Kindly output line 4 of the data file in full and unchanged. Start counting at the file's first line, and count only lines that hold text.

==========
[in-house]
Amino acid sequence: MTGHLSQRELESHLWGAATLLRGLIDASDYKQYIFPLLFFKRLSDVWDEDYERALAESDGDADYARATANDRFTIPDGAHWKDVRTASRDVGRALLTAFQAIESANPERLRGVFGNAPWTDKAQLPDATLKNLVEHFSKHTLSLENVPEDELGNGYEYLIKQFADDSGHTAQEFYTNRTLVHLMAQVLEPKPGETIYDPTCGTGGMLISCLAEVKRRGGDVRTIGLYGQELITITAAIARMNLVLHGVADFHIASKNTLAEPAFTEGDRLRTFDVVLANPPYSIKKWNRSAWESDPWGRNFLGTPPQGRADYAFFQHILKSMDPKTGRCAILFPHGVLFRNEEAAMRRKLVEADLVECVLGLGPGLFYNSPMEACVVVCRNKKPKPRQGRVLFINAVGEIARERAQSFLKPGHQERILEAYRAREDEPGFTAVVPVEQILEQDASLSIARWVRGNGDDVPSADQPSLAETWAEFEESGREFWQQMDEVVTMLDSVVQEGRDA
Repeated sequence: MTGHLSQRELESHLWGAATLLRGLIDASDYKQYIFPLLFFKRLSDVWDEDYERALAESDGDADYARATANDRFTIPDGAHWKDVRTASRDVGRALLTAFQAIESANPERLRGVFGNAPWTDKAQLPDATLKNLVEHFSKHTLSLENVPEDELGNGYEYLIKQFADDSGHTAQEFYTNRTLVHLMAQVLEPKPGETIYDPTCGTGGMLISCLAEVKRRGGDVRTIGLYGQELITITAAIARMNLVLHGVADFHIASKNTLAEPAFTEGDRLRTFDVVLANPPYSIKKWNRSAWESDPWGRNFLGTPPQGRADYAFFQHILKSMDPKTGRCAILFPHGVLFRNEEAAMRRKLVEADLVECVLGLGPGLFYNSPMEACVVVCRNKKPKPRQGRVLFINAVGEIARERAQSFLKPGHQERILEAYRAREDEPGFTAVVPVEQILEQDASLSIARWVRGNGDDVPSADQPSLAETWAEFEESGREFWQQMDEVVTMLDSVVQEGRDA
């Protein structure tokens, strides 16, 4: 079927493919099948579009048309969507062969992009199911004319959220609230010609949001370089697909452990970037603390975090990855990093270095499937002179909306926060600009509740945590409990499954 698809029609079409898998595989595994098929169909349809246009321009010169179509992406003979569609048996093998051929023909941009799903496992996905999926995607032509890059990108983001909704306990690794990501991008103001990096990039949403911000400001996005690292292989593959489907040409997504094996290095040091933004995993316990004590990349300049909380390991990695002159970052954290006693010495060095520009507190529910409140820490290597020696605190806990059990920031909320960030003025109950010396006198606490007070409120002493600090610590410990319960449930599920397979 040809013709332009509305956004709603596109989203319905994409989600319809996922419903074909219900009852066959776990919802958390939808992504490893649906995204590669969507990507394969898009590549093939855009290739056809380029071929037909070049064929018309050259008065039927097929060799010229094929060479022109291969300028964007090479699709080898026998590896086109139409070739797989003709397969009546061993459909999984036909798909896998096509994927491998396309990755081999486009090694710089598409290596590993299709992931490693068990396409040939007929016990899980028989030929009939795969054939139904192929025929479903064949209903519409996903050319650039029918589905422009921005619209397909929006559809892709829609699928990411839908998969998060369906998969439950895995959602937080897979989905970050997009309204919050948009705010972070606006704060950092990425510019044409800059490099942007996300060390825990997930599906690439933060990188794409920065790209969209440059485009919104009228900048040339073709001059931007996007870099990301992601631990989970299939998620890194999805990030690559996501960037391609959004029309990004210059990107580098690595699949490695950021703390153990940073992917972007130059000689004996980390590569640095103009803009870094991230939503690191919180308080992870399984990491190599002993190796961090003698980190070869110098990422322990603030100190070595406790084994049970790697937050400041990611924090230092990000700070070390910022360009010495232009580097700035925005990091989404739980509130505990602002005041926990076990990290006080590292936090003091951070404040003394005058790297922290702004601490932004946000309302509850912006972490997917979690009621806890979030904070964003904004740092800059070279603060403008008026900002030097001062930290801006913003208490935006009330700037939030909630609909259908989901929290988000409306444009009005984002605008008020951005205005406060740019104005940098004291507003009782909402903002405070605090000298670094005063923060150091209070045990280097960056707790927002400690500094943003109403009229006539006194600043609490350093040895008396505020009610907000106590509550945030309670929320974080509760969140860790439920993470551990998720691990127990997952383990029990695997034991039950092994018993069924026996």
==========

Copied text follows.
């Protein structure tokens, strides 16, 4: 079927493919099948579009048309969507062969992009199911004319959220609230010609949001370089697909452990970037603390975090990855990093270095499937002179909306926060600009509740945590409990499954 698809029609079409898998595989595994098929169909349809246009321009010169179509992406003979569609048996093998051929023909941009799903496992996905999926995607032509890059990108983001909704306990690794990501991008103001990096990039949403911000400001996005690292292989593959489907040409997504094996290095040091933004995993316990004590990349300049909380390991990695002159970052954290006693010495060095520009507190529910409140820490290597020696605190806990059990920031909320960030003025109950010396006198606490007070409120002493600090610590410990319960449930599920397979 040809013709332009509305956004709603596109989203319905994409989600319809996922419903074909219900009852066959776990919802958390939808992504490893649906995204590669969507990507394969898009590549093939855009290739056809380029071929037909070049064929018309050259008065039927097929060799010229094929060479022109291969300028964007090479699709080898026998590896086109139409070739797989003709397969009546061993459909999984036909798909896998096509994927491998396309990755081999486009090694710089598409290596590993299709992931490693068990396409040939007929016990899980028989030929009939795969054939139904192929025929479903064949209903519409996903050319650039029918589905422009921005619209397909929006559809892709829609699928990411839908998969998060369906998969439950895995959602937080897979989905970050997009309204919050948009705010972070606006704060950092990425510019044409800059490099942007996300060390825990997930599906690439933060990188794409920065790209969209440059485009919104009228900048040339073709001059931007996007870099990301992601631990989970299939998620890194999805990030690559996501960037391609959004029309990004210059990107580098690595699949490695950021703390153990940073992917972007130059000689004996980390590569640095103009803009870094991230939503690191919180308080992870399984990491190599002993190796961090003698980190070869110098990422322990603030100190070595406790084994049970790697937050400041990611924090230092990000700070070390910022360009010495232009580097700035925005990091989404739980509130505990602002005041926990076990990290006080590292936090003091951070404040003394005058790297922290702004601490932004946000309302509850912006972490997917979690009621806890979030904070964003904004740092800059070279603060403008008026900002030097001062930290801006913003208490935006009330700037939030909630609909259908989901929290988000409306444009009005984002605008008020951005205005406060740019104005940098004291507003009782909402903002405070605090000298670094005063923060150091209070045990280097960056707790927002400690500094943003109403009229006539006194600043609490350093040895008396505020009610907000106590509550945030309670929320974080509760969140860790439920993470551990998720691990127990997952383990029990695997034991039950092994018993069924026996």